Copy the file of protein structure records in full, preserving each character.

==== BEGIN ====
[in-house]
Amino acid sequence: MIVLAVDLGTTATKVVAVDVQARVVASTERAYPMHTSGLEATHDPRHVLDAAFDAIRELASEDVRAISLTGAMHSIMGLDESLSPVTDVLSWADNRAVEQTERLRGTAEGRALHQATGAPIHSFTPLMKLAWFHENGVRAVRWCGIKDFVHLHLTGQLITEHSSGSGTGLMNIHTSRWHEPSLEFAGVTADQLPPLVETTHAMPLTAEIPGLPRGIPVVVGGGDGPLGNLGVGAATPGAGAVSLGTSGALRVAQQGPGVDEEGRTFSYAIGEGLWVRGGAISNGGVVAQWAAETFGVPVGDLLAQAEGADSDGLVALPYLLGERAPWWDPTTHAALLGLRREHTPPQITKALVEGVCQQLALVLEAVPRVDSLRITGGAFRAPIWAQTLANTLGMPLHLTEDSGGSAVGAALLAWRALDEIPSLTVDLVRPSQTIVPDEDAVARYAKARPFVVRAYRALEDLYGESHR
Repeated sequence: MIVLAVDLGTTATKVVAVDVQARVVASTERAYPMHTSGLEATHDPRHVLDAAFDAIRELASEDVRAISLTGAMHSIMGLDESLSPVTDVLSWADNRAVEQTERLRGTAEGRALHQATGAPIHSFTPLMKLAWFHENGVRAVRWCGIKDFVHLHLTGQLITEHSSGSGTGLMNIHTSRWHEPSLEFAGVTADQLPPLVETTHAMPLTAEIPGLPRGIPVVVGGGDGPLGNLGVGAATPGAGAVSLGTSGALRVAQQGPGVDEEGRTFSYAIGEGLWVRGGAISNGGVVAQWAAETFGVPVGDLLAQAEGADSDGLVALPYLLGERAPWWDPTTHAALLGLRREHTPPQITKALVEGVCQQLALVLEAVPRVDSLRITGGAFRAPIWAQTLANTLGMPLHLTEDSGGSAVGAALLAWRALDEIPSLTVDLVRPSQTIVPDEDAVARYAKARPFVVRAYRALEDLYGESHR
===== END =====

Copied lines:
[in-house]
Amino acid sequence: MIVLAVDLGTTATKVVAVDVQARVVASTERAYPMHTSGLEATHDPRHVLDAAFDAIRELASEDVRAISLTGAMHSIMGLDESLSPVTDVLSWADNRAVEQTERLRGTAEGRALHQATGAPIHSFTPLMKLAWFHENGVRAVRWCGIKDFVHLHLTGQLITEHSSGSGTGLMNIHTSRWHEPSLEFAGVTADQLPPLVETTHAMPLTAEIPGLPRGIPVVVGGGDGPLGNLGVGAATPGAGAVSLGTSGALRVAQQGPGVDEEGRTFSYAIGEGLWVRGGAISNGGVVAQWAAETFGVPVGDLLAQAEGADSDGLVALPYLLGERAPWWDPTTHAALLGLRREHTPPQITKALVEGVCQQLALVLEAVPRVDSLRITGGAFRAPIWAQTLANTLGMPLHLTEDSGGSAVGAALLAWRALDEIPSLTVDLVRPSQTIVPDEDAVARYAKARPFVVRAYRALEDLYGESHR
Repeated sequence: MIVLAVDLGTTATKVVAVDVQARVVASTERAYPMHTSGLEATHDPRHVLDAAFDAIRELASEDVRAISLTGAMHSIMGLDESLSPVTDVLSWADNRAVEQTERLRGTAEGRALHQATGAPIHSFTPLMKLAWFHENGVRAVRWCGIKDFVHLHLTGQLITEHSSGSGTGLMNIHTSRWHEPSLEFAGVTADQLPPLVETTHAMPLTAEIPGLPRGIPVVVGGGDGPLGNLGVGAATPGAGAVSLGTSGALRVAQQGPGVDEEGRTFSYAIGEGLWVRGGAISNGGVVAQWAAETFGVPVGDLLAQAEGADSDGLVALPYLLGERAPWWDPTTHAALLGLRREHTPPQITKALVEGVCQQLALVLEAVPRVDSLRITGGAFRAPIWAQTLANTLGMPLHLTEDSGGSAVGAALLAWRALDEIPSLTVDLVRPSQTIVPDEDAVARYAKARPFVVRAYRALEDLYGESHR